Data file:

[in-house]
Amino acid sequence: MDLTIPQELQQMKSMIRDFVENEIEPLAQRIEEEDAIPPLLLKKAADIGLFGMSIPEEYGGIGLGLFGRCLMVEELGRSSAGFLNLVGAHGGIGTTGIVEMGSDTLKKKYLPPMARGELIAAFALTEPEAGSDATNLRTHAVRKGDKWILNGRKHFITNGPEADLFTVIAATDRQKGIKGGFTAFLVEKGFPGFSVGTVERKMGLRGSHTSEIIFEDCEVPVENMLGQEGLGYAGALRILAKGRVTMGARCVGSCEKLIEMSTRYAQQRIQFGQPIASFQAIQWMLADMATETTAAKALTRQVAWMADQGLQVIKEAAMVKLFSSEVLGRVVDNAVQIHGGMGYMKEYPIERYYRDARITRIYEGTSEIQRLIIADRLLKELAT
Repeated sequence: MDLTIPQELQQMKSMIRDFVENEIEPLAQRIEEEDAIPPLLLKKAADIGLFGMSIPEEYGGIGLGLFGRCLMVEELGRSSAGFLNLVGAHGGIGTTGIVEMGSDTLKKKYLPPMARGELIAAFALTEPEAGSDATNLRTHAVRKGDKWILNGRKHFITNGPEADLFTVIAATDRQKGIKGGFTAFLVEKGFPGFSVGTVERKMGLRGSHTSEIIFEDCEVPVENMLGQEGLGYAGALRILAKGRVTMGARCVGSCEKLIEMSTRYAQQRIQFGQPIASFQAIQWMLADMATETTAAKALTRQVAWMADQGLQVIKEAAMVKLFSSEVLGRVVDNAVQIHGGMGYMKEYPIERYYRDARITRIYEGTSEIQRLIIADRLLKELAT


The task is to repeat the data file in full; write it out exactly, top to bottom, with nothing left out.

[in-house]
Amino acid sequence: MDLTIPQELQQMKSMIRDFVENEIEPLAQRIEEEDAIPPLLLKKAADIGLFGMSIPEEYGGIGLGLFGRCLMVEELGRSSAGFLNLVGAHGGIGTTGIVEMGSDTLKKKYLPPMARGELIAAFALTEPEAGSDATNLRTHAVRKGDKWILNGRKHFITNGPEADLFTVIAATDRQKGIKGGFTAFLVEKGFPGFSVGTVERKMGLRGSHTSEIIFEDCEVPVENMLGQEGLGYAGALRILAKGRVTMGARCVGSCEKLIEMSTRYAQQRIQFGQPIASFQAIQWMLADMATETTAAKALTRQVAWMADQGLQVIKEAAMVKLFSSEVLGRVVDNAVQIHGGMGYMKEYPIERYYRDARITRIYEGTSEIQRLIIADRLLKELAT
Repeated sequence: MDLTIPQELQQMKSMIRDFVENEIEPLAQRIEEEDAIPPLLLKKAADIGLFGMSIPEEYGGIGLGLFGRCLMVEELGRSSAGFLNLVGAHGGIGTTGIVEMGSDTLKKKYLPPMARGELIAAFALTEPEAGSDATNLRTHAVRKGDKWILNGRKHFITNGPEADLFTVIAATDRQKGIKGGFTAFLVEKGFPGFSVGTVERKMGLRGSHTSEIIFEDCEVPVENMLGQEGLGYAGALRILAKGRVTMGARCVGSCEKLIEMSTRYAQQRIQFGQPIASFQAIQWMLADMATETTAAKALTRQVAWMADQGLQVIKEAAMVKLFSSEVLGRVVDNAVQIHGGMGYMKEYPIERYYRDARITRIYEGTSEIQRLIIADRLLKELAT